Monday, May 20, 2024


THE STORYIn 1963, Kellogg’s and Post, sworn cereal rivals, race to create a pastry that will change the face of breakfast forever.

THE CASTJerry Seinfeld, Melissa McCarthy, Jim Gaffigan, Hugh Grant & Amy Schumer

THE TEAMJerry Seinfeld (Director/Writer), Spike Feresten, Andy Robin & Barry Marder


Product origin stories are having a moment; last year alone, we saw films about the BlackBerry, Tetris, Air Jordans, and Flamin’ Hot Cheetos – to name a few. Primarily, those movies were based on true events and didn’t aim to satirize their respective products. However, the new Netflix Original, “Unfrosted,” aims to be totally different: a highly fictionalized parody of product-origin films. The film, which is the directorial debut of comedian Jerry Seinfeld – who also co-wrote the film and stars in the lead role – has been marketed as a loose interpretation of the invention of Pop-Tarts. According to Seinfeld, the premise comes from a stand-up bit, and former “Seinfeld” writers Spike Feresten and Andy Robin convinced him to go ahead with the project. Like “Weird: The Al Yankovic Story,” which is a parody of musical biopics, “Unfrosted” is essentially a parody of product origin stories, and it also tries to parody other genres. While there are some chuckles to be had, entertaining performances from the large cast, and a few memorable cameos, Seinfeld’s film is too ridiculous, cliche-ridden, and busy for its own good.

The story is centered on Bob Cabana (Seinfeld), who teams up with Kellogg CEO and company inheritor Edsel Kellogg III (Jim Gaffigan) and former employee-turned-NASA-worker Donna Stankowski (Melissa McCarthy) to create a breakfast pastry before their rivals, Post, beat them to the finish line. After Post CEO/inheritor Marjorie Post (Amy Schumer) essentially steals Kellogg’s toaster pastry research, Stankowski recruits several “taste pilots” consisting of noted supposed “geniuses” Tom Carvel (Adrian Martinez), Steve Schwinn (Jack McBrayer), Harold von Braunhut (Thomas Lennon), Chef Boyardee (Bobby Moynihan), and Jack Lalanne (James Marsden). The ragtag team’s talents aren’t helping, so Cabana, Kellogg, and Stankowski resort to other means to one-up Post. Meanwhile, a disgruntled Shakespearian actor who is the man behind Tony the Tiger (Hugh Grant) becomes fed up and incites a riot among his fellow Kellogg mascots. The Kellogg’s team also has to deal with evil milkmen, including Christian Slater’s devious Mike Diamond, and various other hurdles as they try to create the ultimate breakfast treat.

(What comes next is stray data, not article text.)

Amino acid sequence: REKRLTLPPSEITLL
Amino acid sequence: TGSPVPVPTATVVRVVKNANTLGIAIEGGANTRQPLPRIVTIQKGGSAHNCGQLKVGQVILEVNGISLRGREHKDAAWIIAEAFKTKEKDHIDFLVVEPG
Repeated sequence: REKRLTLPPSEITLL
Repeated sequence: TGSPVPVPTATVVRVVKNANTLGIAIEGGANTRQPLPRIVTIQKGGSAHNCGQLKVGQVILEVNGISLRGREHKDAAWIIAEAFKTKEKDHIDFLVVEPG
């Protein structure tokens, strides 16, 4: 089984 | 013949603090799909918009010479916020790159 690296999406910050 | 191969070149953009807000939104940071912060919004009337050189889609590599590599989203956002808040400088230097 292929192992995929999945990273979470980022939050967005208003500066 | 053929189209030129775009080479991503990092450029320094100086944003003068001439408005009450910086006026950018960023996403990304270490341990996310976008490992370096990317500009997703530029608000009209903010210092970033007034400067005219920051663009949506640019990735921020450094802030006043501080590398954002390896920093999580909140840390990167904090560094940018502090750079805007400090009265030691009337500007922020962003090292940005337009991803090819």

The beginning of “Unfrosted” is actually quite promising, as it opens with a boy ordering Pop-Tarts at a diner as if they are alcoholic beverages. There, he meets Seinfeld’s character, who then proceeds to tell the story of how this breakfast item came to be – but his voiceover is only used in the beginning and opening scenes. This sets the film off at a relatively fast pace, putting us into the world of 1960s America, but a highly stylized and outrageous version of it.

“Unfrosted” is Seinfeld’s first film appearance since 2007’s animated film “Bee Movie,” and his first-ever leading role in a live-action film. His performance here is more akin to a stand-up routine than to playing a character different from himself, kind of how his character on “Seinfeld” was essentially just him. That’s not to say that his performance as the somewhat narcissistic, consistently over-the-top Cabana is terrible, just that it’s nothing special. Like Seinfeld, Gaffigan is seemingly playing a version of himself that is more of a caricature than a real person (which may have been Seinfeld’s intention). Schumer’s Marjorie is similar to a cartoon villain, and that’s not a good thing. Her character is easily the most insufferable in “Unfrosted,” it doesn’t help that her line deliveries are distractingly bad. Any attempt on her part at being funny will undoubtedly be met either with blank stares or eye-rolls. While her colorful, constantly changing outfits are fun, her aggressive and/or mean actions towards her assistant (Max Greenfield) are not. For her part, McCarthy is perfectly fine, although her comedic talents aren’t used nearly as well as they could be.

The best performances from the cast are its supporting ones, including from Grant, who seems to be having fun as of late in playing quirky characters seemingly in their own little worlds. Making Tony the Tiger a serious Shakespearean actor is brilliant, and Grant’s moments onscreen are among the best in the movie. The “taste pilots” crew members are often funny, with Marsden stealing scenes, as he is wont to do. The cast is massive, and some actors who show up in blink-and-miss-it cameos (almost easier to say who isn’t in it) are essentially wasted.